If you're fed up with hearing people complain, imagine being the Consumer Sentinel Network. This online database for law enforcement compiled and categorized more than 2 million complaints in 2012 -- instances of fraud, scams, schemes, and violations consumers reported to everyone from the FTC to the Better Business Bureau to the U.S. Postal Inspection Service.
So which industries or groups of people cause us the most grief? Here are the CSN's findings for the top 10 complaint categories and the percentage of the total complaints that each represents:
1. Identity theft (18 percent)
2. Debt collection (10 percent)
3. Banks and lenders (6 percent)
4. Shop-at-home and catalog sales (6 percent)
5. Prizes, sweepstakes, and lotteries (5 percent)
6. Impostor scams (4 percent)
7. Internet services (4 percent)
8. Auto-related complaints (4 percent)
9. Telephone and mobile services (4 percent)
10. Credit cards (3 percent)
It makes sense that identity theft tops the list. Detecting, uncovering and correcting the fallout from identity theft is a long, labyrinthine process. Sure, it's terrible if you lose, say, $500 or $1,000. But with identity theft, some people have not only lost a lot of money but have spent years trying to undo the damage done, encountering many frustrations along the way.
Most of us know to shred documents containing personal information before discarding them, and to be careful to whom we divulge personal information. It can be easy to imagine that identity theft won't happen to us. But according to the CSN, nearly one-fifth of all complaints -- a whopping 369,132 -- were about identity theft.
The distribution of complaints was different among military personnel than other Americans. For example, while their top two complaints were the same as the overall results, their No. 6 complaint category was mortgage foreclosure relief and debt management, while it was just 15th for the overall nation.
Foreclosures and debt problems have been major issues for many service members. That's because they often receive orders to pick up and move to a new location and assignment, but with our economy struggling and home prices depressed, they can end up owing more than their homes are worth. Worse still, hundreds have had their homes illegally foreclosed upon by big banks -- JPMorgan Chase (JPM), Wells Fargo (WFC), Bank of America (BAC), and Citigroup (C) -- as has been reported by The New York Times. Military members should know that settlements have been struck with big banks to address these and other wrongs, and that entities such as the Consumer Financial Protection Bureau are looking out for their interests.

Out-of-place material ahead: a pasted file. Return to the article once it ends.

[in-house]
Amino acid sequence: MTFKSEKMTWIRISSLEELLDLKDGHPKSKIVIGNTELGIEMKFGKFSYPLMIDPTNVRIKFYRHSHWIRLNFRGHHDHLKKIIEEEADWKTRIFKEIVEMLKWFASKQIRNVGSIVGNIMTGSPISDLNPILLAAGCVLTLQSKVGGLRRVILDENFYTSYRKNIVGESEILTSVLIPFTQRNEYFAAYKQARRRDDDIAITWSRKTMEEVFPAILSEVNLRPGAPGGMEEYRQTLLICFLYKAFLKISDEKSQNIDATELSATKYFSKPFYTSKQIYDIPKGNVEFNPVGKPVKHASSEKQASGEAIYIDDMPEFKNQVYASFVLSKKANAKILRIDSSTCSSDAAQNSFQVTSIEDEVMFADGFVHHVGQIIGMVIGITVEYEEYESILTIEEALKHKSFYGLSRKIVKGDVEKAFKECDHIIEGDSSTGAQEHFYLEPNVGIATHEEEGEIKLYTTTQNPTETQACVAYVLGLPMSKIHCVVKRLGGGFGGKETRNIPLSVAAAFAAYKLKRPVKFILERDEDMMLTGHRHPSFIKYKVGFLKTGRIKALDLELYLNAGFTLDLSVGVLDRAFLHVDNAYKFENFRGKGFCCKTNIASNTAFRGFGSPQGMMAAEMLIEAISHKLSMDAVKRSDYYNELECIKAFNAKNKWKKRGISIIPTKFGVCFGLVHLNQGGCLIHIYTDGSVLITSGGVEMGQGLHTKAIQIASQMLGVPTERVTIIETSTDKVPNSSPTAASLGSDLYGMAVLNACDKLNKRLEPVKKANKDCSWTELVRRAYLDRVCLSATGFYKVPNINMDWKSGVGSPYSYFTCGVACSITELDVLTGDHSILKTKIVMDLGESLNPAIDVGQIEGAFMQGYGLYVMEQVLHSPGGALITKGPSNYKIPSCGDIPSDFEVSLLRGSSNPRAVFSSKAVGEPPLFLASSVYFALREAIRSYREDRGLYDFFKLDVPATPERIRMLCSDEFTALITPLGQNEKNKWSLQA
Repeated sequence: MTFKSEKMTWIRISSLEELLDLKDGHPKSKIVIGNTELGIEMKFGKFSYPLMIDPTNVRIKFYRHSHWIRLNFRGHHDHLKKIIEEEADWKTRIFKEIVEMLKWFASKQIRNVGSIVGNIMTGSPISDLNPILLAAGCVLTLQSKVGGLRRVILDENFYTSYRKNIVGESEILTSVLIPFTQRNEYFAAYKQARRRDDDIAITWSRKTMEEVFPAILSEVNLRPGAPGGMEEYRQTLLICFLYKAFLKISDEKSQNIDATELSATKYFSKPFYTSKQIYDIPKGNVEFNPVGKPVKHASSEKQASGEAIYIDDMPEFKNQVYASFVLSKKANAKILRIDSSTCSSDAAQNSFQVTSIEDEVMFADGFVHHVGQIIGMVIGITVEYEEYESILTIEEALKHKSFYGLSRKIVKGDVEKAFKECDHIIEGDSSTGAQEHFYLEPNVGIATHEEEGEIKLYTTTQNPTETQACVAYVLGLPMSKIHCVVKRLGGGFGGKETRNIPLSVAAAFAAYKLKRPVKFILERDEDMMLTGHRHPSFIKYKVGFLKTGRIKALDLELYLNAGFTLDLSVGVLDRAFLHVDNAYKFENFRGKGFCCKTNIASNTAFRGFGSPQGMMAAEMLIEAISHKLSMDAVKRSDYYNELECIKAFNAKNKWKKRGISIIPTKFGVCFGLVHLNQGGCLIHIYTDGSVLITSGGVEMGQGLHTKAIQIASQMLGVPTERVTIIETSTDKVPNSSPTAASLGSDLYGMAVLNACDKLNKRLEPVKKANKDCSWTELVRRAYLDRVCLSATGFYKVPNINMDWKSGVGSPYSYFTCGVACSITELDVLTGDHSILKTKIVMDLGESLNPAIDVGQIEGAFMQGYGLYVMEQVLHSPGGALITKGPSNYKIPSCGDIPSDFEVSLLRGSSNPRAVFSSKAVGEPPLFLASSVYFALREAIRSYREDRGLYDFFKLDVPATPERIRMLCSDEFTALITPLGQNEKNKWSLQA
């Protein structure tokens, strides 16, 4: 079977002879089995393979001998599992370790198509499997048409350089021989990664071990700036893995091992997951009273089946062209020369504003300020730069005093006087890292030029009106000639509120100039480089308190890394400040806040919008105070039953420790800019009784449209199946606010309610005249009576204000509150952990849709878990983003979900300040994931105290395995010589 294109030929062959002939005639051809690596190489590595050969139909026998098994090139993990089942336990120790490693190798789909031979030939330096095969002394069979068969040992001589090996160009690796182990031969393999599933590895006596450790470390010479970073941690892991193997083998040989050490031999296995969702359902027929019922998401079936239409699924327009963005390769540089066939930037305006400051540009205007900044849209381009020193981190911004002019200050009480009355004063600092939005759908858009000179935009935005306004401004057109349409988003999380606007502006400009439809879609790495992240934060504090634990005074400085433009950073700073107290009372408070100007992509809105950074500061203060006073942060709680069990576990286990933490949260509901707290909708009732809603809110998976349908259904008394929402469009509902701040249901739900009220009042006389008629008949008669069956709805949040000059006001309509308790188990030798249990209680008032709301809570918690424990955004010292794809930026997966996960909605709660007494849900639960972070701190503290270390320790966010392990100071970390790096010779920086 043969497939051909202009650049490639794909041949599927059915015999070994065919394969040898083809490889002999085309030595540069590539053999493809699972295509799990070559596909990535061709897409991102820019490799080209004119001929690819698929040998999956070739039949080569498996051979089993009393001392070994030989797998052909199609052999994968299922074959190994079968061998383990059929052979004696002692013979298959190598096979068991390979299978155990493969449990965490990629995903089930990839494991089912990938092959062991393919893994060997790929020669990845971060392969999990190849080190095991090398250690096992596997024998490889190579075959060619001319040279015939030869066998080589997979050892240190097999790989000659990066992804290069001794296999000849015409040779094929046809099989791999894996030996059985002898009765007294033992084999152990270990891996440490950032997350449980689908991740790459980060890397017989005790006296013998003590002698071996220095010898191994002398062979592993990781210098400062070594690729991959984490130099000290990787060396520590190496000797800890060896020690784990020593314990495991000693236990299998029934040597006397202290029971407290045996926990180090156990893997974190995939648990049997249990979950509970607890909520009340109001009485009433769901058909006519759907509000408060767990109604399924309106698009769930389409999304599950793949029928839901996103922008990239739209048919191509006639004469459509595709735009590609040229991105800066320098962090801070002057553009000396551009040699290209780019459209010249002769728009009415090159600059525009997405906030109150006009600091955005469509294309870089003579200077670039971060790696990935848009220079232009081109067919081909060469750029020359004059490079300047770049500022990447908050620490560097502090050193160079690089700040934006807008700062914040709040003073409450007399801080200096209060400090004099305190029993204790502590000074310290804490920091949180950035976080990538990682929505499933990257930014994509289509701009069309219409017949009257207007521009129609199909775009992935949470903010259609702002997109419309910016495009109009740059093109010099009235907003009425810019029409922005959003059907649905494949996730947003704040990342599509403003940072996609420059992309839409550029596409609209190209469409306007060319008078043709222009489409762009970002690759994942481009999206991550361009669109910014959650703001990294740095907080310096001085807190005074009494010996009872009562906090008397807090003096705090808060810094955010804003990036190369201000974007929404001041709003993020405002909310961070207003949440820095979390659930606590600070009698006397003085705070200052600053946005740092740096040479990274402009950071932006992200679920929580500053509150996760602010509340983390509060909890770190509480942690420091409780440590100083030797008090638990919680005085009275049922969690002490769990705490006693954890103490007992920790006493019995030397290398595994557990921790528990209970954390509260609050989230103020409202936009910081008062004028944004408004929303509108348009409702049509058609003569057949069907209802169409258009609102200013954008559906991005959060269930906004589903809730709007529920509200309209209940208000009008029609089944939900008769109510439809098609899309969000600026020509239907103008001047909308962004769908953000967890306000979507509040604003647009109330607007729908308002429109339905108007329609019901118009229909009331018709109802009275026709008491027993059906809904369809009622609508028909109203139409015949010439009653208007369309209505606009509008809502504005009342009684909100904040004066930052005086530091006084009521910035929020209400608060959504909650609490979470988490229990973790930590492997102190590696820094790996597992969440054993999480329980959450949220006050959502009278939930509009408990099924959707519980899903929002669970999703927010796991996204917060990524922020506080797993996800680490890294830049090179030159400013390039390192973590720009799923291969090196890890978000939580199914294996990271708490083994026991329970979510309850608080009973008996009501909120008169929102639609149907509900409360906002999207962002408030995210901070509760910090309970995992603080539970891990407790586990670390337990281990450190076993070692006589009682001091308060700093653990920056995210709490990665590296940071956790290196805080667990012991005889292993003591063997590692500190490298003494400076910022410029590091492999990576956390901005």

This wonderful digital age has ushered in new ways for scammers to scam us. The most common method of contact for fraudsters was email, beating the telephone 38 percent versus 34 percent. The median reported loss of victims of fraudsters was $535.
The highest per-capita rate of fraud reports and other complaint types is found in Florida (followed by Georgia and Maryland). This makes sense, since Florida is home to many retirees, and the elderly are common targets of scammers.
The most common type of fraud, by far, involves government documents and benefits (at 46 percent of reported incidents of identity theft). These include the growing problems of tax fraud and wage-related fraud.
Some complaint categories fall surprisingly low on the list. While many people, for example, may be wary of conducting transactions on online auction sites such as eBay (EBAY), complaints related to this realm accounted for only 1 percent of the total, and ranked 18th out of 30.
Investment-related problems were also less common -- ranking at 26, and making up less than 1 percent of total complaints. It may be that people have been learning to be wary of big, promised returns, get-rich-quick schemes, and other results that seem too good to be true.
While debt collection ranked second overall, credit cards appear in only 10th place -- a bit surprising given the many ways that the credit card industry is finding to shake more dollars out of our pockets.
Complaints have been growing in recent years, so stay alert and don't let yourself get hoodwinked or treated poorly.
Motley Fool contributor Selena Maranjian owns shares of JPMorgan Chase and eBay. The Motley Fool recommends eBay and Wells Fargo. The Motley Fool owns shares of Bank of America, Citigroup Inc , eBay, JPMorgan Chase, and Wells Fargo. Try any of our newsletter services free for 30 days.
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